Scientists at Oxford University’s Wildlife Conservation Research Unit have come up with an alternative way to meet the ever-growing demand for meat by replacing slaughtered livestock with lab-grown “cultured” meat.
Scientists trying to make the world's first in-vitro meat burger have nurtured the stem cells derived from the leftovers of slaughterhouses and grown them in laboratory Petri dishes under control conditions, according to a Reuters report. According to one of the lead researchers, Mark Post, the stem cells were fed with sugar, amino acid, lipids, minerals and other necessary nutrients to produce a healthier, man-made meat.
They have successfully produced a few microscopic pale “muscle-like strips,” each 2.5 cm long and less than one centimeter wide following the in-vitro procedure in the laboratory.
It looks pale as it is devoid of blood; “it looks like flesh of scallops,” said Post.
The idea is that since we are now producing it in the lab, we can play with all these variables and we can eventually hopefully turn it in a way that produces healthier meat, he said.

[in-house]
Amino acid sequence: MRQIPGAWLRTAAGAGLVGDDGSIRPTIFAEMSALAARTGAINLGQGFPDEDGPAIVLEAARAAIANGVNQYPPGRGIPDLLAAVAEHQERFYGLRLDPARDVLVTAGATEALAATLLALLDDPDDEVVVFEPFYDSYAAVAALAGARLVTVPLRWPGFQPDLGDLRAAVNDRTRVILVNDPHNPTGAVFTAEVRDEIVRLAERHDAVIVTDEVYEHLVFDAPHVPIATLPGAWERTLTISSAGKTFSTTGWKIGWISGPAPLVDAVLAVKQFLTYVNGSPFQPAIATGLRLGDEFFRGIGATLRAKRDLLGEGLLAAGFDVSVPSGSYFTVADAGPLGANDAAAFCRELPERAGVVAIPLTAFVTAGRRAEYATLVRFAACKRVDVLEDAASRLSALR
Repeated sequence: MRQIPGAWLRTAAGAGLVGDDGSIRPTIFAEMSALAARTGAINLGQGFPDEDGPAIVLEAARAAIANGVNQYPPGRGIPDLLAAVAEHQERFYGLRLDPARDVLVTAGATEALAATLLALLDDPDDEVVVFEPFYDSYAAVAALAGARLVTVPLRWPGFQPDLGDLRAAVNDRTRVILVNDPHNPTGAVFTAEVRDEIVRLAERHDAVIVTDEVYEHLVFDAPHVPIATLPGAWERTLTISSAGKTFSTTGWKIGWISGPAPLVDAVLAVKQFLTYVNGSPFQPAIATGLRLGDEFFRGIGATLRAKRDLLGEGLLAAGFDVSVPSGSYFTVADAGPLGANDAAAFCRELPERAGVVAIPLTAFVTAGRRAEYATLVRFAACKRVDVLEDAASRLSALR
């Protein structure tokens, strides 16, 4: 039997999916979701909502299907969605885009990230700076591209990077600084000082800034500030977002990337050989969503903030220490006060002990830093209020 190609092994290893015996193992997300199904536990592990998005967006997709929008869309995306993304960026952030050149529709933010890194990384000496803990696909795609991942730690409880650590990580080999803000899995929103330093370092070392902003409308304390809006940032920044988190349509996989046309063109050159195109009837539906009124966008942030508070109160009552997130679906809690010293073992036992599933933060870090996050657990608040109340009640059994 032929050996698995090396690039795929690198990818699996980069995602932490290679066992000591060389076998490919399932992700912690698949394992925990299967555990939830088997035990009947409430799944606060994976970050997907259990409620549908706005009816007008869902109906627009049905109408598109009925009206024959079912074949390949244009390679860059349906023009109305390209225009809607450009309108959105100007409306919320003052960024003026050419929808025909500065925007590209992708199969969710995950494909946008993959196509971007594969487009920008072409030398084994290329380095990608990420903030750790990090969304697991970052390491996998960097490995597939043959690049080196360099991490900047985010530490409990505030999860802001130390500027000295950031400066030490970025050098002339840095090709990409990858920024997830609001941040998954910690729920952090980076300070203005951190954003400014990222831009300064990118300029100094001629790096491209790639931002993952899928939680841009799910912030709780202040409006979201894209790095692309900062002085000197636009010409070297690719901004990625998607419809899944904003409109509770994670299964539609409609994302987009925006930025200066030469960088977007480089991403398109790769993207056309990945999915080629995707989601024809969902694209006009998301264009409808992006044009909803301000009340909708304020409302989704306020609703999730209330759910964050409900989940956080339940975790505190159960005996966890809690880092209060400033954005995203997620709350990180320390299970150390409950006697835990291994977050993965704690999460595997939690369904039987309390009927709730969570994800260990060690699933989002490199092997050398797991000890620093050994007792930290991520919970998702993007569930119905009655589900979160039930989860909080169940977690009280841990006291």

The meat-like strips produced so far don’t taste that good, but the researchers are expecting to produce the first “mouth-watering” hamburger made of cultured meat shortly, which will cost around 250,000 euros ($345,000) to produce.
“It's hand-made and it's time and labor-intensive, that's why it's so expensive to produce,” said Post. “It needs to be worked on. I believe I can do this in the coming year.
The muscle-like strip “is not very tasty yet, but after adding the right amount of fats, lab-grown blood to get the proper color and iron, including some other ingredients now lacking, Post expects to produce a real tasty, meat-like dish.
This first one will be grown in an academic lab, by highly trained academic staff, he said.
Post, a vascular biologist at the University of Maastricht, Netherlands, told Reuters that the “current livestock meat production is not sustainable,” and looking at the mounting demand of meat from livestock, this cultured meat could be the best alternative to meet future demand.
He said, “With cultured meat we can be more conservative -- people can still eat meat, but without causing so much damage.”
We are not saying that we could, or would necessarily want to, replace conventional meat with its cultured counterpart right now, said Tuomisto, the lead researcher.
Cultured meat, like vegetables, will not only meet the ever-growing demand but will also save lives of millions of animals by feeding humans pseudo-meat that will taste and look exactly like the real thing, he said.
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